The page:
Richard C. Atkinson names the components (the journal-budget crisis,
the access problem, open-access journals, research visibility and
impact, universities' research archives), but he doesn't manage to put
them together into a coherent picture or action plan ("A New World
Communication,"The Review, November 7).
Today there are more than 20,000 research journals worldwide, of which
about 600 are open-access. ...
The authors in journals that are not open-access could archive their
articles on their own institutions' Web sites. ... Over half of the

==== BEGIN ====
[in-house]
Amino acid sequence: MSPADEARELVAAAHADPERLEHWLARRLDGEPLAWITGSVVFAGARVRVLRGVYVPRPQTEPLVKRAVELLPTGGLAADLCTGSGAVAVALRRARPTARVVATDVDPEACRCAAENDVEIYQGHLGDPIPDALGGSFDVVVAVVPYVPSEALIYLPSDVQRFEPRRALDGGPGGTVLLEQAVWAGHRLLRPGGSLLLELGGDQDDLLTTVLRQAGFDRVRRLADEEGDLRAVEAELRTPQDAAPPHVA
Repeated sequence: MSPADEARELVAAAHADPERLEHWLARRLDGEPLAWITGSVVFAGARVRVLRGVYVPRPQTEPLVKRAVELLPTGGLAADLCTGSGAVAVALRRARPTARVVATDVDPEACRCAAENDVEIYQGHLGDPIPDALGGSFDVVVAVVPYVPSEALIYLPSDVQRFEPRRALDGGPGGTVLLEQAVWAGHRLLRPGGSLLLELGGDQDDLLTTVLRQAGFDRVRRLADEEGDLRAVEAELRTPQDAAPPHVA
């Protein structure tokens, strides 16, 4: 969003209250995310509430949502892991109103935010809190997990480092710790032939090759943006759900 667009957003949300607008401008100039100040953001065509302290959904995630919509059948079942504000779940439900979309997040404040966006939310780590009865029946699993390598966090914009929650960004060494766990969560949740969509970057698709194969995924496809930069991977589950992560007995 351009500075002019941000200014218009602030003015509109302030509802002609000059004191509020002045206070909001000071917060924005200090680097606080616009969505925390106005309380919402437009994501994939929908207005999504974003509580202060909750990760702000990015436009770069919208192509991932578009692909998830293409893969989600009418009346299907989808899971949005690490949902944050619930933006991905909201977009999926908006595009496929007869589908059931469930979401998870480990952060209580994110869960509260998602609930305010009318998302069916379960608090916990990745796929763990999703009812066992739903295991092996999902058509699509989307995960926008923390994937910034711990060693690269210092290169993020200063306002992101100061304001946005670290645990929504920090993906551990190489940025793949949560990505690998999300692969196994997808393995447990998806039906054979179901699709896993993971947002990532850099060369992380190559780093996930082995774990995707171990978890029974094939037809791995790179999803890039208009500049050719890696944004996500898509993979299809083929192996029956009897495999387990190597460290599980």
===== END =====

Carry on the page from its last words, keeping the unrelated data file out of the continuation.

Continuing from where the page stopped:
traditional journals, though not yet ready to run the risk of becoming
open-access, are ready to serve the interests of research and
researchers by formally supporting archiving by their authors; many of
the others will permit archiving if asked.
So why are we talking only about open-access journals, instead of about
providing open access to many more articles right away? ...
Rights Metadata for Open Archiving (Romeo) Project
Department of Information Science
Professor of Psychology
University of Québec